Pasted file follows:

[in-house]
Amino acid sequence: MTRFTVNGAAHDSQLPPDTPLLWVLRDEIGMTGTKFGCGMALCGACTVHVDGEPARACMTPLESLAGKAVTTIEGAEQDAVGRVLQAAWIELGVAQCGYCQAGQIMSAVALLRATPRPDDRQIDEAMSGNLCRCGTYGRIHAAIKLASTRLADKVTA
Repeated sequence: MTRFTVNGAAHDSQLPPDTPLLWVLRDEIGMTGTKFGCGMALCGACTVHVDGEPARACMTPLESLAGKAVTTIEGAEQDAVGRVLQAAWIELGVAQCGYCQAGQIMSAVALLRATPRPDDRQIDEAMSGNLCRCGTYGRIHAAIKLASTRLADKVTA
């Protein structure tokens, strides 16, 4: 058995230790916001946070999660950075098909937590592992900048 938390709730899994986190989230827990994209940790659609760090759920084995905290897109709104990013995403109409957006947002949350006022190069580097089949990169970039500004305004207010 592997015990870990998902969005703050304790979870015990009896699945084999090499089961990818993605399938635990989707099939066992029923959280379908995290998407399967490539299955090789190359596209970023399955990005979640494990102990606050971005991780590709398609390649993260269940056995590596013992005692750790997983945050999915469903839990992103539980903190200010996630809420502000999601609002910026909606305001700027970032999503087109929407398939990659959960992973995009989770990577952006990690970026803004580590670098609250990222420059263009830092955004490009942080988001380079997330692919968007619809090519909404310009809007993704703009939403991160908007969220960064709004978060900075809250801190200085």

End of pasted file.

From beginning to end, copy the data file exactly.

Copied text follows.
[in-house]
Amino acid sequence: MTRFTVNGAAHDSQLPPDTPLLWVLRDEIGMTGTKFGCGMALCGACTVHVDGEPARACMTPLESLAGKAVTTIEGAEQDAVGRVLQAAWIELGVAQCGYCQAGQIMSAVALLRATPRPDDRQIDEAMSGNLCRCGTYGRIHAAIKLASTRLADKVTA
Repeated sequence: MTRFTVNGAAHDSQLPPDTPLLWVLRDEIGMTGTKFGCGMALCGACTVHVDGEPARACMTPLESLAGKAVTTIEGAEQDAVGRVLQAAWIELGVAQCGYCQAGQIMSAVALLRATPRPDDRQIDEAMSGNLCRCGTYGRIHAAIKLASTRLADKVTA
């Protein structure tokens, strides 16, 4: 058995230790916001946070999660950075098909937590592992900048 938390709730899994986190989230827990994209940790659609760090759920084995905290897109709104990013995403109409957006947002949350006022190069580097089949990169970039500004305004207010 592997015990870990998902969005703050304790979870015990009896699945084999090499089961990818993605399938635990989707099939066992029923959280379908995290998407399967490539299955090789190359596209970023399955990005979640494990102990606050971005991780590709398609390649993260269940056995590596013992005692750790997983945050999915469903839990992103539980903190200010996630809420502000999601609002910026909606305001700027970032999503087109929407398939990659959960992973995009989770990577952006990690970026803004580590670098609250990222420059263009830092955004490009942080988001380079997330692919968007619809090519909404310009809007993704703009939403991160908007969220960064709004978060900075809250801190200085």